Henry David Thoreau once said, “This world is but a canvas to our imagination.” Mesa, Arizona, high school senior Julia Reidhead used her imagination to replicate her favorite painting, Vincent van Gogh’s “The Starry Night,” on an unusual canvas: her prom dress.
When the 18-year-old was first asked to prom she decided to use the opportunity to create a one-of-a-kind dress. Having participated twice in the Vans Custom Culture contest, she gained an appreciation for working with an uncommon canvas to express her artistic talents. She decided to apply these skills and hand-paint her prom dress, thinking to herself, “How hard could it be?”
After searching for several weeks to find a dress with a heavy enough fabric to use, Reidhead and her mother finally located a modest, gently used wedding dress at the local Deseret Industries. The dress fit perfectly and had sleeves as well as some lace and pearl details.
Reidhead loved the details of the dress, commenting, “This will make for amazing textures! I’ll just paint right over them.”
Mother and daughter purchased the dress for $40 and immediately removed the train. Reidhead used the extra fabric for practice with her acrylic paints.
To begin, Reidhead first sketched the concept on paper. She decided to use the large tree in van Gogh's original painting on the side of the dress. To make the design circular, she determined the painting should mirror itself on the front and the back. Using a pencil, she then sketched the design on the fabric.
She began painting the dress from the bottom up. When describing the process, Reidhead explained, “As you paint you must let it dry. I used acrylic paint, so I had to wait to get the desired effect.” The tree was first and then the village along the hemline. She gradually worked her way up the dress, ending with the starry sky.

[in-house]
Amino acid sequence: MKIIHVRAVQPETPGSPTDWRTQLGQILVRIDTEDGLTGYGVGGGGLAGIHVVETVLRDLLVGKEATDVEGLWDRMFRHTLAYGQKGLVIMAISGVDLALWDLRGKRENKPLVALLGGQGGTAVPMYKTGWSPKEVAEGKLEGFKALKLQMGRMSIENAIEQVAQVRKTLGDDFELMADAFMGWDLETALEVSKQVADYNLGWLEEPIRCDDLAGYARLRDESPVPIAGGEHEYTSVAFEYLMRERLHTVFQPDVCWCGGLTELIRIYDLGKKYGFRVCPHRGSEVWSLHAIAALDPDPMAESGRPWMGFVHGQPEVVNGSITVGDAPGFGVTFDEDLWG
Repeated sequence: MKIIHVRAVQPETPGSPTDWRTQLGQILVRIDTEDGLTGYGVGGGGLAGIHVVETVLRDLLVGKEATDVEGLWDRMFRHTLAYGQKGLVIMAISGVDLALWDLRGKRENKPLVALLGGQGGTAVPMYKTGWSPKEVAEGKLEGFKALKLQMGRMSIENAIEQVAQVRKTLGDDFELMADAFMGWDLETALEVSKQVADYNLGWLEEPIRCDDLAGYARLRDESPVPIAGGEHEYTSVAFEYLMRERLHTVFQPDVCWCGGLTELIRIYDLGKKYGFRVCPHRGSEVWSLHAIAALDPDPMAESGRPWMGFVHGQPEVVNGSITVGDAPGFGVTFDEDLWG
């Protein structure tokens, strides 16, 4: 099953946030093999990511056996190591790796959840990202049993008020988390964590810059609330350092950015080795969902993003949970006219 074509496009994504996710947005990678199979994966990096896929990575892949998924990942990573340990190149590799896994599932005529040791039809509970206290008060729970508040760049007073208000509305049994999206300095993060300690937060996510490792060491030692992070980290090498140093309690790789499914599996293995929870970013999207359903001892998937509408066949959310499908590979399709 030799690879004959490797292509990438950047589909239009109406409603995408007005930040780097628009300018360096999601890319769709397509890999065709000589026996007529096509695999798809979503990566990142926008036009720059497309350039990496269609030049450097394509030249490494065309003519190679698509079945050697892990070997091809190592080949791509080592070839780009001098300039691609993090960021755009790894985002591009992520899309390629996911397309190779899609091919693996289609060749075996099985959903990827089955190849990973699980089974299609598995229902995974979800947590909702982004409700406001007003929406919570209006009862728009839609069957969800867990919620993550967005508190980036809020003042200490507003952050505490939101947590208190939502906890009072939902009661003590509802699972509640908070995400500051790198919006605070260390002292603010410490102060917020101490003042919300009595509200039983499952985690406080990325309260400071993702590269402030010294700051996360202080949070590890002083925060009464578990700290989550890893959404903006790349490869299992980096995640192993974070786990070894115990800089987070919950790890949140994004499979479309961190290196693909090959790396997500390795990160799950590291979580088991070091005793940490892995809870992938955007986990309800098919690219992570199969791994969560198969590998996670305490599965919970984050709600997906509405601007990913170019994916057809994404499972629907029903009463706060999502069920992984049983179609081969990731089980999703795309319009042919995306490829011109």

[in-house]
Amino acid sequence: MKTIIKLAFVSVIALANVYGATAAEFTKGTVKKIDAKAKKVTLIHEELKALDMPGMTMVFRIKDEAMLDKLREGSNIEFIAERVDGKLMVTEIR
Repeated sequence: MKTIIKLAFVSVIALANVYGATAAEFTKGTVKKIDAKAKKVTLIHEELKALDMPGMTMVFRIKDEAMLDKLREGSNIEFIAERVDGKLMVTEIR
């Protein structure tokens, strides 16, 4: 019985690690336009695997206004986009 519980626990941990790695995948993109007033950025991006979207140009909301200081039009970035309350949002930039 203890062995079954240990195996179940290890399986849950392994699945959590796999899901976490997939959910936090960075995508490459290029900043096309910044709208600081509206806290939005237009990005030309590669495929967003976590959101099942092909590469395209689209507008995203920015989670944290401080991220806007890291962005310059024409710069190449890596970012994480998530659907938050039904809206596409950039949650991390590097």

Painting the dress took about 10 days. The teen's mother, Karen Reidhead, noted, “She had it spread all over the dining table for a week.”
Reidhead did not tell her prom date, Alden Durfee, also of Mesa, much about the dress beforehand. She wanted it to be a surprise. And it was. Durfee was astonished, saying, “Her dress was beyond amazing.”
“His first words were, ‘Wow! You painted that?!’” Reidhead remembers. “And then he said, ‘You will be the talk of the dance!’”
Durfee was right. “People would look my way and then do a double-take. They continued to look at me until I walked their way,” Reidhead recalls. Many of the teens at the dance recognized Van Gogh’s famous work; others not familiar with the painting were equally impressed with the uniqueness and beauty of the gown.
Photos of Reidhead's dress posted on social networking sites have also generated numerous positive comments about her work and talent.
Reidhead recently graduated from Mountain View High School in Mesa. She wants to continue painting on clothing and plans on using her artistic talents to work in the field of graphic design.
Rebecca Irvine is the author of MTC at Home (Covenant 2014) and Follow the Prophets (Covenant 2013). She is an adjunct faculty professor of Communication Studies at Mesa Community College.
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